Please hear me when I say that, as far as I am concerned, all of those standards are fine measurements of some aspect of our effectiveness as a church.  I really have no qualms with any of them.  Each of them, it seems to me, has a right place in our strategic planning and in our “doing church”.  

Similarly, I suspect that, during Amos’ time, the people of Israel had some objective, measurable standards for their own version of church and worship and honoring God.  I also suspect that, like the church today, they were knocking it out of the park by some of those standards.

But from God’s perspective, they were failing miserably.  When God placed His plumb line up against what they had built, well, there was a problem.  You see what happens when we lose sight of the perspective that matters most?  There are a lot of ways to measure or evaluate a wall.  You can test its thickness to make sure it meets those specifications.  You can measure its height or its width and find both to be admirable.  You can test the weather-proofing of the exterior material or the finish of the interior and determine that either or both are just fine.  But when you hold a plumb line up to it and find that it is leaning horribly in one direction or the other, none of those other measurements mean much.

Your church may be like that.  It may be pleasing to your members, or to your denomination, or to your community, or even to you…but if it does not measure up to the plumb line of God’s Word (which, for the New Testament church, is Jesus), then it is failing.  And while we are working to please all those other people and measure up to all those other standards, it is easy to lose sight of the one that matters most: what does Jesus think of our church?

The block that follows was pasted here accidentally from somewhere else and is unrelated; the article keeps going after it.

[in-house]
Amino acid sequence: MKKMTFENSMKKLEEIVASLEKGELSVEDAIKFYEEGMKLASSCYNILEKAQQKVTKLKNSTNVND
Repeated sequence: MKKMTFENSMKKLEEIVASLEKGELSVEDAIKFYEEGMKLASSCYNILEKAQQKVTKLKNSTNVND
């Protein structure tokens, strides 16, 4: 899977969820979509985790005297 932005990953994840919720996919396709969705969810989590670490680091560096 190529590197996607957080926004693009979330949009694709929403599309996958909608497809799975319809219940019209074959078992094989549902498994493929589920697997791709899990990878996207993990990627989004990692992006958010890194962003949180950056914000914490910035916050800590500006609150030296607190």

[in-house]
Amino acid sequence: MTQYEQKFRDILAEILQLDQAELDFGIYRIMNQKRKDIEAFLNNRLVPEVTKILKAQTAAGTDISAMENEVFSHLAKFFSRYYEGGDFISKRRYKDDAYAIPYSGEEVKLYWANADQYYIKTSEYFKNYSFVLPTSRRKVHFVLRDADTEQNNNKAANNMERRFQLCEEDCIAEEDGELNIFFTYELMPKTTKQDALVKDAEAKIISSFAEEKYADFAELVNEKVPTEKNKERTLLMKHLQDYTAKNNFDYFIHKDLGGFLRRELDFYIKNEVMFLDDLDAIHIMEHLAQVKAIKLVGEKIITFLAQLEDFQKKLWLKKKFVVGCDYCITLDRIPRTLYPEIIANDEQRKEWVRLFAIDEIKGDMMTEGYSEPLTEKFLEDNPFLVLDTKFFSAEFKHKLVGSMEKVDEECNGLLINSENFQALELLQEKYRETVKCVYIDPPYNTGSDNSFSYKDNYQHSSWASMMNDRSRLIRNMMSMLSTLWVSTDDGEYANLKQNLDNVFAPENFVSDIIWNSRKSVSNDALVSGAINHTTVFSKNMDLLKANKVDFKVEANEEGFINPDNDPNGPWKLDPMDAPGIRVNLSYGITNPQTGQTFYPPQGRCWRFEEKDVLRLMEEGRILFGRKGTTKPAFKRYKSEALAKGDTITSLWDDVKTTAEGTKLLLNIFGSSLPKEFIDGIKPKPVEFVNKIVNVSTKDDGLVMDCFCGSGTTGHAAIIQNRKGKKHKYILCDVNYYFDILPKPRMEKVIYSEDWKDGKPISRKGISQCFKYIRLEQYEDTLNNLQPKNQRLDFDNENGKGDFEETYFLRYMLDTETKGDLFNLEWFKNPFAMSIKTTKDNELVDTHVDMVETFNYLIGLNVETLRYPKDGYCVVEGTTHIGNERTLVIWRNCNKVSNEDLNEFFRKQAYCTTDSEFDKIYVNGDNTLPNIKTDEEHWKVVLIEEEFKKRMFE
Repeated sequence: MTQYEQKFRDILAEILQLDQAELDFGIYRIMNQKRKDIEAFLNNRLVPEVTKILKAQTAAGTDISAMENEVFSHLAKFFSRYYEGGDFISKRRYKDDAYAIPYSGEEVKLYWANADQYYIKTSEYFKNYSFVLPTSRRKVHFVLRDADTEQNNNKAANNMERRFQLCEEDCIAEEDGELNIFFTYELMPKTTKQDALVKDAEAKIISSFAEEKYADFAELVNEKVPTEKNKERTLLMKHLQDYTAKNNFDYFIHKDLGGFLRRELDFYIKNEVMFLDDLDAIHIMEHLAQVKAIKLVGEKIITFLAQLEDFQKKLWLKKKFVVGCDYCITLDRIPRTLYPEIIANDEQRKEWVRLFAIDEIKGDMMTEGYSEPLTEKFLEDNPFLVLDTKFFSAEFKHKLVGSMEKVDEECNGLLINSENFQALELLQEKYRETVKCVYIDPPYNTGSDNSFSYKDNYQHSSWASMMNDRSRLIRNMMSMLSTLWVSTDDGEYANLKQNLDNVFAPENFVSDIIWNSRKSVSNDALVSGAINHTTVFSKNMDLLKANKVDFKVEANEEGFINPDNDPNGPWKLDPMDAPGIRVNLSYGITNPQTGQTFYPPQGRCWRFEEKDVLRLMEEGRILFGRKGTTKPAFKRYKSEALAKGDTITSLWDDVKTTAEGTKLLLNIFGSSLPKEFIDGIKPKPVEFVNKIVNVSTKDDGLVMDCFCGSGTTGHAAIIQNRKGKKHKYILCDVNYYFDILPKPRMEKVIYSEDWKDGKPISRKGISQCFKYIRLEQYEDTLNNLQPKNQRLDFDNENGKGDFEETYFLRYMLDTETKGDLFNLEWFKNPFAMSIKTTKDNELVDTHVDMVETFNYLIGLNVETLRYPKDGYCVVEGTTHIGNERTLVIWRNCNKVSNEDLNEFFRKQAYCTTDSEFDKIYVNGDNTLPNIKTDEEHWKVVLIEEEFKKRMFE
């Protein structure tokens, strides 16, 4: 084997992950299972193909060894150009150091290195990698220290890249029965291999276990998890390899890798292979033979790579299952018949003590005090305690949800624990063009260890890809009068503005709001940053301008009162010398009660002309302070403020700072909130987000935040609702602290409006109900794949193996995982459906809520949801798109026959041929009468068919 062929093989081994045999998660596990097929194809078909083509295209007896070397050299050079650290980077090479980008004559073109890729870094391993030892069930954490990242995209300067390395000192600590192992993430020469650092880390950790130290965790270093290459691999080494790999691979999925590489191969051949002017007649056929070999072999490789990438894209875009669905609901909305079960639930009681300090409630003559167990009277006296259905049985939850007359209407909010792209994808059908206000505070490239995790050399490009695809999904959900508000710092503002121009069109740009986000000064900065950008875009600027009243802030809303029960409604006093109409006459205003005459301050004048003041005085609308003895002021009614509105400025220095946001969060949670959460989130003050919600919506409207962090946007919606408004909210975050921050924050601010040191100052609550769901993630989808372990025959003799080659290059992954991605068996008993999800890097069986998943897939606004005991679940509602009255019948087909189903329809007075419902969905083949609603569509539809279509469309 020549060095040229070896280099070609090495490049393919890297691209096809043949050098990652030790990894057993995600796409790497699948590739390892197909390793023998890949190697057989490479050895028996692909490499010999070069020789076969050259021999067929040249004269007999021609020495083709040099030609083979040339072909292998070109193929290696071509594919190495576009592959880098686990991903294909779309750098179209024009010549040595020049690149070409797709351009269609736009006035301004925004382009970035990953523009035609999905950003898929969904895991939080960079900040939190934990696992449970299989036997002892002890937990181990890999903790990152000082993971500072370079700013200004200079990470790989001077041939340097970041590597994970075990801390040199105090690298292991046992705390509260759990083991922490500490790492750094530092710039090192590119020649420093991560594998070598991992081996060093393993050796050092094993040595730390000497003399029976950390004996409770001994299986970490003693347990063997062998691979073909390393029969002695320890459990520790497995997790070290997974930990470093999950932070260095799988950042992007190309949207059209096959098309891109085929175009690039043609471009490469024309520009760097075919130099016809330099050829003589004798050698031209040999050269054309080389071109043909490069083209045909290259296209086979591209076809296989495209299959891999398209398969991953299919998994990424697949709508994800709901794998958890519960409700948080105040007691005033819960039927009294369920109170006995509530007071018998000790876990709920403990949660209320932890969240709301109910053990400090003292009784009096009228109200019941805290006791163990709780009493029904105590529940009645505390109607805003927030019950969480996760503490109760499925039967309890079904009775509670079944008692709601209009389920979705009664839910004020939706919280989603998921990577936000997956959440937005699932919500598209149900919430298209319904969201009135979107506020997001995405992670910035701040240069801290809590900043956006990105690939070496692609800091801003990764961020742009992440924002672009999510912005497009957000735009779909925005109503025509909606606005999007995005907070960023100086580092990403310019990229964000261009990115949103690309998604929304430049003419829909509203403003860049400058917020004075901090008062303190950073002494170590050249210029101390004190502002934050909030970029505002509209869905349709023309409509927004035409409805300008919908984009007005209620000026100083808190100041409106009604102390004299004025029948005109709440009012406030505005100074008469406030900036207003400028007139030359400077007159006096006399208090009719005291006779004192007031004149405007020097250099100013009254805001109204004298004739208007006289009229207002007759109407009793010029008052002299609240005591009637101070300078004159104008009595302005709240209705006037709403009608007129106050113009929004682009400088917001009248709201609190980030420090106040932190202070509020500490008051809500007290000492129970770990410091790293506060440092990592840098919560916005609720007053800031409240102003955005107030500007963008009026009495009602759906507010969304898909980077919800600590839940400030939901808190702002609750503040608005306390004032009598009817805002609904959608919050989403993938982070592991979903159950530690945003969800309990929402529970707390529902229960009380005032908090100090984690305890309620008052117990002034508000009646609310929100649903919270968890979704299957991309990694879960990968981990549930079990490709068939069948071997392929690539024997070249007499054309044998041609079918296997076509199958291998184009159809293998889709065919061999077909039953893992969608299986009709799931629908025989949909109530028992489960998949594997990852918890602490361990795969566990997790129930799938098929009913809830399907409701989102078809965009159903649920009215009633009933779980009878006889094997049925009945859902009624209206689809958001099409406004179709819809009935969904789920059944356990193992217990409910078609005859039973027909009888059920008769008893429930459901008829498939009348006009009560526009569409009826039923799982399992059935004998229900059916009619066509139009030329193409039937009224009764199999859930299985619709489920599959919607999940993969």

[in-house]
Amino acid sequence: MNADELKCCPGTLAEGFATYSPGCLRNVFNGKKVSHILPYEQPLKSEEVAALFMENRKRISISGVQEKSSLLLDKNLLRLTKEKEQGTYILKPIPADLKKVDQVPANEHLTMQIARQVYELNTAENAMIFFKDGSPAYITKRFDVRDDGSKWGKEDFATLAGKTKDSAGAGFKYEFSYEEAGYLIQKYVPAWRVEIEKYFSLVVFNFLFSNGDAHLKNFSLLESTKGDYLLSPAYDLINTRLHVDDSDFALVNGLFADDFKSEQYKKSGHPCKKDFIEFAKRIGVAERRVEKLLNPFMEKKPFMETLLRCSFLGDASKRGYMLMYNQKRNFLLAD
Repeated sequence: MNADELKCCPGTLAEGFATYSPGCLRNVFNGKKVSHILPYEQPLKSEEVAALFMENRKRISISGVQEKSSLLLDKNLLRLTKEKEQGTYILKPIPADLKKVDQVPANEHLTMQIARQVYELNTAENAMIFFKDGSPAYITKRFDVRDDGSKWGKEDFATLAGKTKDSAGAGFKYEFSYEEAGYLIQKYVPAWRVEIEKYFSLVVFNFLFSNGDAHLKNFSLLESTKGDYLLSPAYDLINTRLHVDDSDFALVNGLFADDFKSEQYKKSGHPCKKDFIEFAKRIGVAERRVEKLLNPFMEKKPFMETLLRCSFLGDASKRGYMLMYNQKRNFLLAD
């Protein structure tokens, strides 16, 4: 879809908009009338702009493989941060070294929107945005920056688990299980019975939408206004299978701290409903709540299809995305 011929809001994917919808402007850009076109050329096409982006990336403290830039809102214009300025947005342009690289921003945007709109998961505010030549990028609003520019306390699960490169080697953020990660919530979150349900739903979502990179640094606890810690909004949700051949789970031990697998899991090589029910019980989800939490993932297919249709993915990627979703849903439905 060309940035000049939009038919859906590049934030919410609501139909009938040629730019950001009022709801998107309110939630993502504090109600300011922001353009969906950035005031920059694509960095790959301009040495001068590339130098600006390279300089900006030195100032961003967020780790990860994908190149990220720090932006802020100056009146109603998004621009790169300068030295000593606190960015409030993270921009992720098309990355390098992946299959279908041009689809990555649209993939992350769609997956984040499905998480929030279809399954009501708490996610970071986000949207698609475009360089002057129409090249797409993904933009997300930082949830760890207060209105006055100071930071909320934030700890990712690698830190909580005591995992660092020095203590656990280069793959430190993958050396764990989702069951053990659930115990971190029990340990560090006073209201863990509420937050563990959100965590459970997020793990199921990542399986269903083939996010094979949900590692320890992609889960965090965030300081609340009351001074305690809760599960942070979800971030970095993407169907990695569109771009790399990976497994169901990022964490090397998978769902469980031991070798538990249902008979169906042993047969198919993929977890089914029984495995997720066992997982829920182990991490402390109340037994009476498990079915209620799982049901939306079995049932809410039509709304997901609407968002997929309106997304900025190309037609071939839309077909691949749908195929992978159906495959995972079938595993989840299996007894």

~Blake Coffee

What standards do you think God is looking to see attained where you worship?

February 18, 2011


When you see a lovely orchard
With its trees so trim and neat
And the branches heavy loaded
With delicious food to eat;
Don’t just take it all fort granted
That this happened just to be,
For there’s always lots of labor
Long before the fruit you see.

Trees have gotta be well planted
And their tender roots are fed,
Then the water and the spraying
And the sun from overhead;
Then the prunin’ of the branches
Till at last for all to see,
Ready for the time of harvest
Yielding fruit abundantly.

Somehow people are like orchards
When they’re saved by grace divine;
And whose only one ambition
That their lives for Christ may shine.
First they must be firmly planted
With their roots deep in the Word
And to grow in grace and knowledge
Of the Savior and the Lord.

After this then comes the prunin’
This is where so many fall;
For the saint this operation
Seems the hardest of them all.
Yet like all those lovely orchards
That can stand without dispute,
You and I need times of prunin’
If we’re gonna bear good fruit.

~Walt Huntley

from Homesput Gospel: The Poetry of Walt Huntley (1981)